What’s the scent of money? What perfume would a stylish young woman wear in posh 1920s New York? If you’re Daisy Buchanan from F. Scott Fitzgerald’s 1925 book, The Great Gatsby, it had better be exclusive…and expensive.
Actress Carey Mulligan does a superb job in capturing the effervescent nature of a gilded flapper girl, while Leonardo DiCaprio, as the mysterious Jay Gatsby, certainly knows how to put on the Ritz. As for Daisy’s cousin Nick Carraway, Tobey Maguire is a hail-fellow-well-met, if a little naive in the ways of the glitzy jazz world. As I sat in a darkened theatre with my stylish 3D glasses, I couldn’t help but wonder…what fragrances might these literary characters have chosen? In fact, as I was doing research for a book of perfume, I compiled a list of some of the best classic perfumes.
If you’re throwing a Great Gatsby party, or watching The Great Gatsby on DVD, these vintage scents can help set the mood:
- Shalimar (1925) – Created in the year that The Great Gatsby was published, Guerlain’s Shalimar is lush, evocative, sensual, a fragrance for women who demand center stage.
- Tabac Blond (1919) – A daring perfume from Caron perfumer extraordinaire Ernest Daltroff, Tabac Blond has a slightly smokey note of vetiver, and was inspired by women who dared to smoke in public. Reformulated, yes, but Tabac Blond is still rich in history.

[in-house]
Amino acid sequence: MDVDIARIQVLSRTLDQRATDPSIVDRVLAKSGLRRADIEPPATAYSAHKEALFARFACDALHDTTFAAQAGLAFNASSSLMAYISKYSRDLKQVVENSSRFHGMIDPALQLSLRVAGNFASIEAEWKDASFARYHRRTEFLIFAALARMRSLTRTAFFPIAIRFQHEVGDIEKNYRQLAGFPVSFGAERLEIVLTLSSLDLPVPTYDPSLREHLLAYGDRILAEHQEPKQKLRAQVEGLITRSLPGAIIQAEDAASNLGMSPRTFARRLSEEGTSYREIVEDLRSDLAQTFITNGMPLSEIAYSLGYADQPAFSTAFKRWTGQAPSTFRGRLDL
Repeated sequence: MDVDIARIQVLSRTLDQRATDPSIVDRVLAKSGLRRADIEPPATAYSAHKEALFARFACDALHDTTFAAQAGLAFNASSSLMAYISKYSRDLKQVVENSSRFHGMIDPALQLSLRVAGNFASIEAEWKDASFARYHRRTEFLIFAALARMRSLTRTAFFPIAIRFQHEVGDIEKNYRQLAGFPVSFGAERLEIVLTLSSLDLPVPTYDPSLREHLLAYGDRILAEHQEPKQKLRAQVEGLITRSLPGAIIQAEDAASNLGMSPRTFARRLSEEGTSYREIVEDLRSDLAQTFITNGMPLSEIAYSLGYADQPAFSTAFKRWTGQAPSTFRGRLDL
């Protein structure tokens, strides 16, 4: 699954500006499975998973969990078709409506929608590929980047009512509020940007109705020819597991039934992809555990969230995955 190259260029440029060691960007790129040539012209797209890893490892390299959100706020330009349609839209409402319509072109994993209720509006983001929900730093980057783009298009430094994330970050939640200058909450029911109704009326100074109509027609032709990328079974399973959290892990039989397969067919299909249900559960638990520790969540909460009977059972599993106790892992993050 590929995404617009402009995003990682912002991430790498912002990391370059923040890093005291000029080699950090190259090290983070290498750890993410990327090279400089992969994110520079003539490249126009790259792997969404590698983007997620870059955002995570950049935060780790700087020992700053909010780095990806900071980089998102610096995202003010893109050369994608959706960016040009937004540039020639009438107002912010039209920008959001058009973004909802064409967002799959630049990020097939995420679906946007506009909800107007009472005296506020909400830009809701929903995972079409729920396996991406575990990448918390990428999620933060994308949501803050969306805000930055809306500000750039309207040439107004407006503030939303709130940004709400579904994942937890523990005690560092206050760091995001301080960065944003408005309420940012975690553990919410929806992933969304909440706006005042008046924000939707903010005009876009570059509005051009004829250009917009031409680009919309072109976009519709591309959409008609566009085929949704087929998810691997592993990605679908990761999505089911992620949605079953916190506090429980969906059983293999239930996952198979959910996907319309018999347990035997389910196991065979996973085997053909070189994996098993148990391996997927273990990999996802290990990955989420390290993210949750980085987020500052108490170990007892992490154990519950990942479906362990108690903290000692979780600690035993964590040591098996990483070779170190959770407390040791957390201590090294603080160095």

- Chanel No. 5 (1921) – Gabrielle Chanel, nicknamed, Coco, designed clothes for the new modern woman, who dared to bob her hair, smoke, and drink. Real life party girl Zelda Fitzgerald once wrote to her husband, Scott, saying ‘I wish I had done everything on Earth with you’ – the statement also captures the voracious appetite of Gatsby’s Daisy. Chanel No. 5 is, very simply, the scent of sophistication.
Jay Gatsby – International man of mystery? Indeed. A man who’s been there, done that, and wants it all, including the woman he loves.
- Jicky (1889) – At introduction, Guerlain’s Jicky was considered a scandalous fragrance. Jicky has a certain careless elegance woven of civet and leather that would have captured Jay Gatsby’s imagination. It’s a unisex scent – for men or women.
- Mouchoir de Monsieur (1904) – A spicy ‘Oriental’ fragrance from Guerlain, Mouchoir de Monsieur might have been Jay Gatsby’s choice: a fragrance of impeccable pedigree with a dash of mystery rendered through a blend of patchouli, vanilla, and cinnamon. Another Ernest Daltroff creation.
Just as Fitzgerald’s novel was adapted to the screen, some of these fragrances have also been adapted – reformulated to meet current ingredient regulations. (For a real treat, try to get your hands on the originals.)
Why not share your favorite vintage scents, or favorite passages from The Great Gatsby in the comments – love to hear them!